A BRAVE six-year-old Scots girl has been confined to her home for the past four months while she waits for a life-saving bone-marrow transplant from her two-year-old sister.
Lana Donaldson, of Chirnside, Berwickshire, was diagnosed with a rare blood disorder last year that threatened to kill her within six months without a bone marrow donation.
Weeks of agonising tests on her family ruled out her mum and dad and four-year-old sister Lexi, leaving little Lydia as her only chance.
The entire family has been forced to stay indoors – apart from hospital visits – to minimise the risk of infection.
Lana was admitted to Glasgow’s Yorkhill Hospital on Thursday where she began four days of chemotherapy treatment in preparation for her transplant next week.
After falling ill last year, Lana was diagnosed with extremely rare- and life threatening aplastic anaemia in November.
If un-treated the disease, which destroys bone marrow and blood cells, will lead to death within six months
Lana’s devastates parents Julia and Wayne were tested to see if they could be bone marrow donors, but after they were found to be incompatible, the family were thrilled when two-year-old sister Lydia was found to be a match.
The two sisters will now carry out the risky procedure at Yorkhill Hospital in Glasgow.
The complex operation involves taking healthy stem cells from the bone marrow of Lydia and transferring them to the bone marrow of Lana.
Her mum Julia, two-year-old Lydia and four-year-old Lexi were told to avoid all human contact by staying in the house when not in hospital since November.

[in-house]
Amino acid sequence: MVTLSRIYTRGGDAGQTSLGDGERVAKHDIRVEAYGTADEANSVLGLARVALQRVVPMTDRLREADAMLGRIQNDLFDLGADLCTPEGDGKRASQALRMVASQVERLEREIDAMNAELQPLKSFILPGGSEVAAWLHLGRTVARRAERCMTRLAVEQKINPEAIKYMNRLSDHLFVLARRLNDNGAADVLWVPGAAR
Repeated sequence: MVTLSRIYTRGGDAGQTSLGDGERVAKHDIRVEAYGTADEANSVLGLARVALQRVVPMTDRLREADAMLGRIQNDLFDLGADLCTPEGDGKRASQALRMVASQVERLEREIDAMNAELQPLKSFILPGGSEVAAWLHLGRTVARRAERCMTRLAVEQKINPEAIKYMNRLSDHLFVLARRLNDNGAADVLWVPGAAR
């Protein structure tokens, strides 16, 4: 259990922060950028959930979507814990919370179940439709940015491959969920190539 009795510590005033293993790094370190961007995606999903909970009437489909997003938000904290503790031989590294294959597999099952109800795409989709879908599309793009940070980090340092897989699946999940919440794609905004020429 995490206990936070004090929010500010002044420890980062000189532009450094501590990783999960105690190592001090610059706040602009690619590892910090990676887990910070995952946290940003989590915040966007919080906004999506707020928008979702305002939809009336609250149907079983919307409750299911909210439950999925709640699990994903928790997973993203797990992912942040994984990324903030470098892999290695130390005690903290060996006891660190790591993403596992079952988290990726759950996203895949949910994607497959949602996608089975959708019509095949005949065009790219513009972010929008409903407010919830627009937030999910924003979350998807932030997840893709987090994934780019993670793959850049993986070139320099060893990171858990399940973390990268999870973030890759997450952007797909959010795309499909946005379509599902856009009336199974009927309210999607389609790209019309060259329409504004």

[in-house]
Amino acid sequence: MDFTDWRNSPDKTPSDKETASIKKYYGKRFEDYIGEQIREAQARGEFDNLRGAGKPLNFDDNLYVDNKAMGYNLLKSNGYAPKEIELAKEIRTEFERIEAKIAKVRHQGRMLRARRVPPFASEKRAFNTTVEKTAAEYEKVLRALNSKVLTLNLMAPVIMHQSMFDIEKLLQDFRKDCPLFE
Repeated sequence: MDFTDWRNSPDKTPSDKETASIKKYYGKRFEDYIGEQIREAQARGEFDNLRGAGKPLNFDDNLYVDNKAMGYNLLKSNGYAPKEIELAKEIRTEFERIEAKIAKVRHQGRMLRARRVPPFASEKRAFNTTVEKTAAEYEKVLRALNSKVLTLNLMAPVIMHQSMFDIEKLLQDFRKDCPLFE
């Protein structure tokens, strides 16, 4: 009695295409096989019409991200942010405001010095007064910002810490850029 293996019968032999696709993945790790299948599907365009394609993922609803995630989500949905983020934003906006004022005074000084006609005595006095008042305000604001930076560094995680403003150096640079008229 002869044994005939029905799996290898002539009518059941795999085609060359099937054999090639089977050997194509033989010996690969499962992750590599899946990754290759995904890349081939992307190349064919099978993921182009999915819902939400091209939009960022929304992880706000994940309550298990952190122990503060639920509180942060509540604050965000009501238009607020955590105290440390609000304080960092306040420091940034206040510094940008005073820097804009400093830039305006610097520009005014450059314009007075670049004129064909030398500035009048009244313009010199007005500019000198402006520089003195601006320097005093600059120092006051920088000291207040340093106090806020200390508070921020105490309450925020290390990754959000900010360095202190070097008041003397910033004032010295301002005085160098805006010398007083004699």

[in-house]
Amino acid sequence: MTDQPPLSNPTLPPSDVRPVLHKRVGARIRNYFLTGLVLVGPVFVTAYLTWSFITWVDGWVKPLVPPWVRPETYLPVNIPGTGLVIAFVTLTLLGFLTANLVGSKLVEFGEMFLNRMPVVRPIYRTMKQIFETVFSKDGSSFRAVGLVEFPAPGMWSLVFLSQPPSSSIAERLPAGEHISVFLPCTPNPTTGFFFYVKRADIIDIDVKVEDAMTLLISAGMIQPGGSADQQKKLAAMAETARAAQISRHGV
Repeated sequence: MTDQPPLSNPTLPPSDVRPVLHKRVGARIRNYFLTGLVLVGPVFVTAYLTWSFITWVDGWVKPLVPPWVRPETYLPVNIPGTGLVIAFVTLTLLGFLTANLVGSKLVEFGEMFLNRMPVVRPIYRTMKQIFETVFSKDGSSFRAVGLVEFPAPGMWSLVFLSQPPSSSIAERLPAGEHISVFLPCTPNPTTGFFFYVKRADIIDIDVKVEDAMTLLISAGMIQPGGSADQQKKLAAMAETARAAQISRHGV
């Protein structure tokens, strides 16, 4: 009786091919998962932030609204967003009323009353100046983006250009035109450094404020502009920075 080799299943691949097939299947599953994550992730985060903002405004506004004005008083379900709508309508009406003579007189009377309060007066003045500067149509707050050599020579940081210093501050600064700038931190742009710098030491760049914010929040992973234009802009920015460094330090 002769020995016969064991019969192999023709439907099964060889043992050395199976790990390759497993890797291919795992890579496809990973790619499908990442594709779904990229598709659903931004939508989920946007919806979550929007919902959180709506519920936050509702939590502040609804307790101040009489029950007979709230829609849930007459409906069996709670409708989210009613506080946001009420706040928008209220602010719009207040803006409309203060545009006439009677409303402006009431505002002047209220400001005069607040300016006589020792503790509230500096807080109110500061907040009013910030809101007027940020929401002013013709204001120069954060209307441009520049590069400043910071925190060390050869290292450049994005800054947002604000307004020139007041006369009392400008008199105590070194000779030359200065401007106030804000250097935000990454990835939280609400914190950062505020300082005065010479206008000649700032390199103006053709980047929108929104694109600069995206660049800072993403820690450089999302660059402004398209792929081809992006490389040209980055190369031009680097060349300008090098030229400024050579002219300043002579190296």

She said: “It has been unbelievable. We’ve been unable to attend any events. But we’ve just been blown away as a family by the kind gestures made by so many people.
“The next four weeks pose the biggest risk. Lana will be in strict isolation at Yorkhill.”
Julia will spend up to three months with her daughter at the hospital, followed by follow-up appointments two or three times a week for the rest of the year.
If the operation is a success then Lana will be monitored for another two years.
Julia added: “Lana is bright and bubbly. She has been upbeat about it. Like any child of that age, she asks questions, but we have been totally honest with her. I don’t think she understands that it could kill her because she has no real concept of death.
“We have told her that her blood factory is not working and that it needs to be fixed.”
Since her diagnoses, Lana has been attending the Royal Hospital for children in Edinburgh, three times a week in order to undertake essential blood transfusions.
The family have raised £4,000 to help towards the costs of travel to the hospital.
Aplastic anaemia is an extremely rare disease, which affects around 3 in every million Scots.
It is most common in young children and teenagers and causes damage to the bone marrow and blood stem cells.
Around 15% of severe aplastic anaemia cases evolve into leukaemia and other forms of blood-related cancer.